How Do I Control my Spray Pattern?
Utilize the controls on your spray gun to dial in your pattern and optimize your process
October 13, 2016
Every part is different. Different sizes, different geometries, different intricacies, etc. In addition to that, may coatings have different properties (and costs) as well. That’s why it is important to dial in your spray gun pattern so that you are optimally coating your part and not wasting material in the process. No two jobs are completely alike; therefore there is not a “one size fits all” setting from job to job and material to material.
Most spray guns have different knobs and dials on them that each control a different aspect in regards to the pattern and amount of the material you are spraying. It can be confusing looking at them all at first but with a little bit of practice you will be able to successfully augment your spray pattern for your particular job at hand. Here are the basic controls that come on mostly every spray gun:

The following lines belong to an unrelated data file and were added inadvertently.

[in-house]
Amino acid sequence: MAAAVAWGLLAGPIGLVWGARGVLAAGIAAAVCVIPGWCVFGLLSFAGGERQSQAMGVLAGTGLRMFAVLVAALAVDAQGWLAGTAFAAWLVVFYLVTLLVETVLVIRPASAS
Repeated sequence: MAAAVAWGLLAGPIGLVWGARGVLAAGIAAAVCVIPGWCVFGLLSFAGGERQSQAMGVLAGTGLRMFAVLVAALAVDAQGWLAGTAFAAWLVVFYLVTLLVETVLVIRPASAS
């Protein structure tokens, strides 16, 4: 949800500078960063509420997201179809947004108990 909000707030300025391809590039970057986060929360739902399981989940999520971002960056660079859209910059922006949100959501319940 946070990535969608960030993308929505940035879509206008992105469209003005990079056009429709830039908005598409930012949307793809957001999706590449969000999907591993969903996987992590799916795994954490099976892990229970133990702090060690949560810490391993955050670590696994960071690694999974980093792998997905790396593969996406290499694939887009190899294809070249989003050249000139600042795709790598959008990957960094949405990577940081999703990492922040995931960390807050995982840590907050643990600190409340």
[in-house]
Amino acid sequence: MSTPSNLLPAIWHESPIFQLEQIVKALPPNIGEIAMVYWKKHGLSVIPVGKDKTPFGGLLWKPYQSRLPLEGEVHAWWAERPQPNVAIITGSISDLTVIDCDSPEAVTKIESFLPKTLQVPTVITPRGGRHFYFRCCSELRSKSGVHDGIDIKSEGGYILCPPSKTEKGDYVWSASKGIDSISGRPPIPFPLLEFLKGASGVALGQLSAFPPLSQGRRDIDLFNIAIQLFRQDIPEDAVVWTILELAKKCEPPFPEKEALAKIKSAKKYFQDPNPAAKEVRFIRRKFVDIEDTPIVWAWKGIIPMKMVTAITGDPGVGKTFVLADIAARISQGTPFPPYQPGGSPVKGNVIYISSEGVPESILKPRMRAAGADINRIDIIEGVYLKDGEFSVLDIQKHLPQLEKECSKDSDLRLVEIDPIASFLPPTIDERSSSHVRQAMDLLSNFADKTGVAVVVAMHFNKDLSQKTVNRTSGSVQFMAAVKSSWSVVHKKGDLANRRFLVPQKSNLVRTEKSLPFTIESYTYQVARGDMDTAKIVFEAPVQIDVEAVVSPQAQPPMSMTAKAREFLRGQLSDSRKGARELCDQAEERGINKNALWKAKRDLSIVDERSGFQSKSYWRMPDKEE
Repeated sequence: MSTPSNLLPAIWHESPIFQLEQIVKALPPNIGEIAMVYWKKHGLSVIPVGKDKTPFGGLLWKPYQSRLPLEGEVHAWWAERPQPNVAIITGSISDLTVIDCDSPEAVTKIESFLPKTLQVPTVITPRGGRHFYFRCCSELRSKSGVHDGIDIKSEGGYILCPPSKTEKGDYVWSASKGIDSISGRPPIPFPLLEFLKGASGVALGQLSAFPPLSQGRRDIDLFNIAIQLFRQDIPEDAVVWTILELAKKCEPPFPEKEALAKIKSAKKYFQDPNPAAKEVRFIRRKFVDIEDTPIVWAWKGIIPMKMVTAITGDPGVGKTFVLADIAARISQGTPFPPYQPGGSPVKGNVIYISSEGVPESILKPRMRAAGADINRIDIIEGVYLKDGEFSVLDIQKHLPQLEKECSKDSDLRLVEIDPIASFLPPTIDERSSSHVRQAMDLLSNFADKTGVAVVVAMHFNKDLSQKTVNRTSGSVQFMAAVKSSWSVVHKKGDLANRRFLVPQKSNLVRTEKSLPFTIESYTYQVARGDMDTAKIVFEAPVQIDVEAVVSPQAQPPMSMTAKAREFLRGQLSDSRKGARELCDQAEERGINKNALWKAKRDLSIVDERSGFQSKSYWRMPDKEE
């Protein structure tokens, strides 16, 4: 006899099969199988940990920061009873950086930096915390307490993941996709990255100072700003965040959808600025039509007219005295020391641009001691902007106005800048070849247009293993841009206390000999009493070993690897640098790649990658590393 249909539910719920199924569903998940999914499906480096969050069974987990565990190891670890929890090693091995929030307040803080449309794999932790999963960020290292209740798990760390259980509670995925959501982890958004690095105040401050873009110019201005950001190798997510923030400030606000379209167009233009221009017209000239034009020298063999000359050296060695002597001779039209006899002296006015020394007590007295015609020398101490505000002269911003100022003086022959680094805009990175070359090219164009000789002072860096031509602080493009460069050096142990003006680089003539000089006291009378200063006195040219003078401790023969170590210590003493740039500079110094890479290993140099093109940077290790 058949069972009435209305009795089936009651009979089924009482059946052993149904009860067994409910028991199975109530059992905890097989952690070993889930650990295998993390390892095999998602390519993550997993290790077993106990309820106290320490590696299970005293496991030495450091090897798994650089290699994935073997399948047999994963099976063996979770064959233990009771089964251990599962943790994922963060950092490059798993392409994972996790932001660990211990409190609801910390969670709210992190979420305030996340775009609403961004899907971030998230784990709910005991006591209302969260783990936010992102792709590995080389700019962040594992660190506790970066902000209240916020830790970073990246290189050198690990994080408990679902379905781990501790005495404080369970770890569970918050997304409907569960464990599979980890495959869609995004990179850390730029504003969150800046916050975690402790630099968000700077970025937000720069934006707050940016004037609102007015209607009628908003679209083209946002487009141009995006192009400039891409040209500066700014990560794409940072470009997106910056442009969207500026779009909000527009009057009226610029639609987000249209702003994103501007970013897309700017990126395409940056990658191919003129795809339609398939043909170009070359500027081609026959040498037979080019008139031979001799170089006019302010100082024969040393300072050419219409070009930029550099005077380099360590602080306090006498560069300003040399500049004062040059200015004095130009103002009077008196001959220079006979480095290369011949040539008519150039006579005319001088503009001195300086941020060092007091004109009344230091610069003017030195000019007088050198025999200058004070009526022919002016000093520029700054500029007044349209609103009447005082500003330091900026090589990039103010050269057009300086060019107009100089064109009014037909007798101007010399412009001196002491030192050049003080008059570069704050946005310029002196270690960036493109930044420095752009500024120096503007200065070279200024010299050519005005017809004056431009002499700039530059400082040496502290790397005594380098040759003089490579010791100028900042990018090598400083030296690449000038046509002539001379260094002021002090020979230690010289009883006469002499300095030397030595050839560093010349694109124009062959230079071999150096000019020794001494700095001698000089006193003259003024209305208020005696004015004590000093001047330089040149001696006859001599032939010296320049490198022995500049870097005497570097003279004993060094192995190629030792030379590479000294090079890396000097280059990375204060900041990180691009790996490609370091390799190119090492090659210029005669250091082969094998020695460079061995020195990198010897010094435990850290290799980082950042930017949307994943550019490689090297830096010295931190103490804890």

Round/Wide Jet Regulation Control: This setting is usually presented as a knob on the body of the spray gun and is available if your spray gun is equipped with a wide jet air cap (an air cap with “horns” on it). This knob simply controls the amount of air that flows through those horns in the air cap. The more air that flows through, the wider the spray pattern. The less air that flows through, the rounder the spray pattern.
Atomizing Air Control: This setting is also usually presented as a knob on the body of the spray gun (refer to your spray gun manual to determine which knobs do what). This knob controls the atomizing air that flows into the spray gun, or the “master air”. If you turn this setting all the way off there will be no air flowing through the spray gun and you will just get a solid stream of paint coming out of the nozzle. Use this setting to balance the amount of atomization you need with the amount of overspray that is produced. More atomization typically means more overspray.
Material Flow Regulation: This setting is usually presented as a knob near the back of the spray gun body and behind the needle. It controls how far the needle retracts from the nozzle when the spray gun is triggered. This controls how much material is allowed to flow out of the nozzle. This is a fine tune setting however as the main control for material flow is determined by the needle/nozzle size on the spray gun itself. Typically, this is set to wide open but is available to be closed down if the need arises.
Jorge Flores, Marketing Coordinator
Coating Equipment Technology, Inc